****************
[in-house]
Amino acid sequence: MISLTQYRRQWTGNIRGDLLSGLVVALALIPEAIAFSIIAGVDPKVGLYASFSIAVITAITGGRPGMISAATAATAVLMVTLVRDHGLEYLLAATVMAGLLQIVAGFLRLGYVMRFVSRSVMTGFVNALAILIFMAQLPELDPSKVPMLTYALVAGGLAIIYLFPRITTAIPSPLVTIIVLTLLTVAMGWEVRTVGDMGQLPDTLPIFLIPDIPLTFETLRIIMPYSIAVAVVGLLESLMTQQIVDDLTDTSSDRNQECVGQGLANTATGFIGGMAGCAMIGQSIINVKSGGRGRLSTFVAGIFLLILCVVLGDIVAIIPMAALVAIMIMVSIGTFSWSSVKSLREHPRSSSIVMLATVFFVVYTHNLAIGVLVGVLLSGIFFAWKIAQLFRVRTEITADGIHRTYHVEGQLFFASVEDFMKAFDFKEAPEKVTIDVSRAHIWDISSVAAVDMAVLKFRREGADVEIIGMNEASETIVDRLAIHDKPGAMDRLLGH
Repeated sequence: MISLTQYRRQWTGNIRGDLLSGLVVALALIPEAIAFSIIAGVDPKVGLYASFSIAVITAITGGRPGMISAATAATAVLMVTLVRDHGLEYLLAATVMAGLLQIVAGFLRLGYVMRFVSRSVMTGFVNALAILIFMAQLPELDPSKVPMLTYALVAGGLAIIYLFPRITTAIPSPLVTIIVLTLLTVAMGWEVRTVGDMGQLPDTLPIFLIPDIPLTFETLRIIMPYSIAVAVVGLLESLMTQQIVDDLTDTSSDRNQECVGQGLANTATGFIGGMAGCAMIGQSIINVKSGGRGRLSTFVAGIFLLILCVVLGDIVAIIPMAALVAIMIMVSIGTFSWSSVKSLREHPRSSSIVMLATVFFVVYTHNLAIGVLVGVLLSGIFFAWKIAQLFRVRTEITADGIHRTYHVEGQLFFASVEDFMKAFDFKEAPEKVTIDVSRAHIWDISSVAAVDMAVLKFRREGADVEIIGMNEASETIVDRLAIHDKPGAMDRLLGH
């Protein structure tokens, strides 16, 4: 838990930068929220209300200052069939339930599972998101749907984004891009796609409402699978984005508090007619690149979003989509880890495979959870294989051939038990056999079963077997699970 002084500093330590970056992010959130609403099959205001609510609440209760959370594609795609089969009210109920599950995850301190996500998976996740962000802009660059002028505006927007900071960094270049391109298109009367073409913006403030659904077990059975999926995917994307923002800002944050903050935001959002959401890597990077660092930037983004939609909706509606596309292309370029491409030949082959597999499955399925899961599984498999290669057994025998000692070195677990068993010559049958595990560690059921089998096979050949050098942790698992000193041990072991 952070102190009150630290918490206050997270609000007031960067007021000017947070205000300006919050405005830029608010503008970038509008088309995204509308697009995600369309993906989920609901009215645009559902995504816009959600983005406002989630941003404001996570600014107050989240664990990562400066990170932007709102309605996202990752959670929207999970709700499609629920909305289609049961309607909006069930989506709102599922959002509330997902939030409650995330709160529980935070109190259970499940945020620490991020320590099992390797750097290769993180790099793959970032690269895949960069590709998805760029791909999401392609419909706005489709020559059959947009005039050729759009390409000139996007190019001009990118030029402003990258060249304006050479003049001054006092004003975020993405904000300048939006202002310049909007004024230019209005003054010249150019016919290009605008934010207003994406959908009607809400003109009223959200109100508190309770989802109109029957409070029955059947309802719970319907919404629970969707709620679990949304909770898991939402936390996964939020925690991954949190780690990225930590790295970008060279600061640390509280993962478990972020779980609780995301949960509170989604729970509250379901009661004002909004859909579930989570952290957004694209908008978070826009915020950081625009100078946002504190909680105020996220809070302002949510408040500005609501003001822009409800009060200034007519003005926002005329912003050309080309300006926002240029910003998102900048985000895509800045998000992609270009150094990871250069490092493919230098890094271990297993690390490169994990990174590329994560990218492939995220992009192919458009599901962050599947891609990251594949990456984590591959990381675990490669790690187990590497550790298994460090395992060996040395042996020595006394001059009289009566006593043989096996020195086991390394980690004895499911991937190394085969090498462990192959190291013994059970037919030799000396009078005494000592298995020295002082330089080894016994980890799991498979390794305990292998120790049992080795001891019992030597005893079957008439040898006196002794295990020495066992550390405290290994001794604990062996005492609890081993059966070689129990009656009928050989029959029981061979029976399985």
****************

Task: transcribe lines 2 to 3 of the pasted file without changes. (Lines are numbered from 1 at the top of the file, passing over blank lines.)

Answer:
Amino acid sequence: MISLTQYRRQWTGNIRGDLLSGLVVALALIPEAIAFSIIAGVDPKVGLYASFSIAVITAITGGRPGMISAATAATAVLMVTLVRDHGLEYLLAATVMAGLLQIVAGFLRLGYVMRFVSRSVMTGFVNALAILIFMAQLPELDPSKVPMLTYALVAGGLAIIYLFPRITTAIPSPLVTIIVLTLLTVAMGWEVRTVGDMGQLPDTLPIFLIPDIPLTFETLRIIMPYSIAVAVVGLLESLMTQQIVDDLTDTSSDRNQECVGQGLANTATGFIGGMAGCAMIGQSIINVKSGGRGRLSTFVAGIFLLILCVVLGDIVAIIPMAALVAIMIMVSIGTFSWSSVKSLREHPRSSSIVMLATVFFVVYTHNLAIGVLVGVLLSGIFFAWKIAQLFRVRTEITADGIHRTYHVEGQLFFASVEDFMKAFDFKEAPEKVTIDVSRAHIWDISSVAAVDMAVLKFRREGADVEIIGMNEASETIVDRLAIHDKPGAMDRLLGH
Repeated sequence: MISLTQYRRQWTGNIRGDLLSGLVVALALIPEAIAFSIIAGVDPKVGLYASFSIAVITAITGGRPGMISAATAATAVLMVTLVRDHGLEYLLAATVMAGLLQIVAGFLRLGYVMRFVSRSVMTGFVNALAILIFMAQLPELDPSKVPMLTYALVAGGLAIIYLFPRITTAIPSPLVTIIVLTLLTVAMGWEVRTVGDMGQLPDTLPIFLIPDIPLTFETLRIIMPYSIAVAVVGLLESLMTQQIVDDLTDTSSDRNQECVGQGLANTATGFIGGMAGCAMIGQSIINVKSGGRGRLSTFVAGIFLLILCVVLGDIVAIIPMAALVAIMIMVSIGTFSWSSVKSLREHPRSSSIVMLATVFFVVYTHNLAIGVLVGVLLSGIFFAWKIAQLFRVRTEITADGIHRTYHVEGQLFFASVEDFMKAFDFKEAPEKVTIDVSRAHIWDISSVAAVDMAVLKFRREGADVEIIGMNEASETIVDRLAIHDKPGAMDRLLGH